Movie Review by Garry Green
Stars: Richard Flood, Simon Cotton, Jasmine Hyde
Director / Writer: Gary Sinyor
Although there have been several films named ‘The Unseen’, this isn’t a remake. It’s been written, produced and directed by Gary Sinyor who’s also responsible for ‘Leon the Pig Farmer’, ‘The Bachelor’ (as Director), and ‘United We Fall’.
Jasmine Hyde (Gemma) and Richard Flood (Will) star as parents of a boy who dies in an accident. Both encounter difficulties coming to terms with their son’s death: Will believes he’s hearing his son Joel’s voice, whilst Gemma starts having problems with her eyesight, and suffers panic attacks.
It’s during the blurryness and the worry of her first sight episode that Gemma meets Paul (played by Simon Cotton) who rescues her, and takes her to hospital.
Following this chance encounter, Paul invites them both to stay in a guest house he owns, next door to his house in the Lake District.
They accept, but the change of scenery doesn’t really help their difficulties. When Will returns home (the only place he can hear the voice of his dead son), Gemma stays becoming even more reliant on Paul whose feelings towards her seem to develop further.
I found the film ultimately a little unsatisfying. An interesting story, but the execution mainly suffered from one of two extremes: the pace was either too slow, or much too fast.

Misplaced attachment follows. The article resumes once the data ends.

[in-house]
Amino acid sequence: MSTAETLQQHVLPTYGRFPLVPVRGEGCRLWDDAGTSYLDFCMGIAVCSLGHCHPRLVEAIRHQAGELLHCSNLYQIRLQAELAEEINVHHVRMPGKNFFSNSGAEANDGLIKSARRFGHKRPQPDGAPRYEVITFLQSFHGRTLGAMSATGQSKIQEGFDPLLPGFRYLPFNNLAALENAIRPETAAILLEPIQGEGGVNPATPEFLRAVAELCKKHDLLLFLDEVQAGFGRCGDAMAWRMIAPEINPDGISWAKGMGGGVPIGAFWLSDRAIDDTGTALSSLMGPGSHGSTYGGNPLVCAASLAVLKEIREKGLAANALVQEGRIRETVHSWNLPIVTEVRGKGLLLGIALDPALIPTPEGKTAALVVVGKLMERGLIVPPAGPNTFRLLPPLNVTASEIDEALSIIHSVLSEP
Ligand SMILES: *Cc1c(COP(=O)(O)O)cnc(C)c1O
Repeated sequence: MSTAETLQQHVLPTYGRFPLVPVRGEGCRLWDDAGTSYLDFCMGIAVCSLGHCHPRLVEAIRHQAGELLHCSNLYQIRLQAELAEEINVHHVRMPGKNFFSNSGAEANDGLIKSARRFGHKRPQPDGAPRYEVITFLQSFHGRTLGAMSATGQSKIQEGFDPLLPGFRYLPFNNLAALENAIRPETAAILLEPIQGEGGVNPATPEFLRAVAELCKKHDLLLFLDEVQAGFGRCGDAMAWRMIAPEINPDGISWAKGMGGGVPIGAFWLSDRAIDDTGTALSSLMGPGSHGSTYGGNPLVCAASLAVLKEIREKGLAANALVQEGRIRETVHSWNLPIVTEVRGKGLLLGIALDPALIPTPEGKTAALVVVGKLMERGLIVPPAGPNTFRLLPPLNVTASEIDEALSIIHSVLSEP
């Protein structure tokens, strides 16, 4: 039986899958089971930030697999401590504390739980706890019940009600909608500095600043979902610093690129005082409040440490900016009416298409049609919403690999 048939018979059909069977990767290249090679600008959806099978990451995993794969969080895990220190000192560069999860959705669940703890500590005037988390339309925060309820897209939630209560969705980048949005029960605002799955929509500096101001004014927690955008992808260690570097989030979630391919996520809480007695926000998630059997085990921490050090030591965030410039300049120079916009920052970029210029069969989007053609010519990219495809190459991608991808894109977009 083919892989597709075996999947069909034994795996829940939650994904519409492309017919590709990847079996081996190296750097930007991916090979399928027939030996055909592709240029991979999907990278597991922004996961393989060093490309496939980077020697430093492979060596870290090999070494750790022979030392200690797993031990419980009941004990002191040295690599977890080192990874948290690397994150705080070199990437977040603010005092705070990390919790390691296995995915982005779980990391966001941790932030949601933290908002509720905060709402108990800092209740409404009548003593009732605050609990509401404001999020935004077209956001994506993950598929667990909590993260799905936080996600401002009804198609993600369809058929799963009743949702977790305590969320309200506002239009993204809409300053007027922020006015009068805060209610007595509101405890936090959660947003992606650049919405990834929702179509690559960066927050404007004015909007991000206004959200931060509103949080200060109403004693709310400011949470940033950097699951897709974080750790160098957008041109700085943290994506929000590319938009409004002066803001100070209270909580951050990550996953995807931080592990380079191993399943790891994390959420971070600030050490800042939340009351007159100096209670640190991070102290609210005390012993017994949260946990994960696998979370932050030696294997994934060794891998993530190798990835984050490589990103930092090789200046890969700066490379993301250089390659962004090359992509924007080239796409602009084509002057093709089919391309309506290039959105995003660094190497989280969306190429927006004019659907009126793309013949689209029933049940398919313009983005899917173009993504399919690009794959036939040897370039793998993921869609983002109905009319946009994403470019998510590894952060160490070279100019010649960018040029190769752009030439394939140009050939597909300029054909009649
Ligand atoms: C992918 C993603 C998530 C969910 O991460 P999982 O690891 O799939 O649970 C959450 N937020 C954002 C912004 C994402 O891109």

Some of the time (such as for the first six-and-a-half minutes), things were told so quickly it just wasn’t enjoyable or comfortable to watch. This resulted in a lack of clarity, situations were left unsatisfactorily vague, and parts of the plot weren’t made at all easy to work out, leaving me with confusion, and questions.
At other times though the opposite was true, with too much plodding, and not enough pace. Overall, the plodding wins it, as ‘The Unseen’ did feel too long.
The main twist wasn’t an obvious one and was clever, even if a tad unbelievable.
Although I think I possibly needed to suspend my disbelief a little too often, it was still a relatively enjoyable film, with a decent amount of grit, intrigue, and interest and generally believable work by all actors.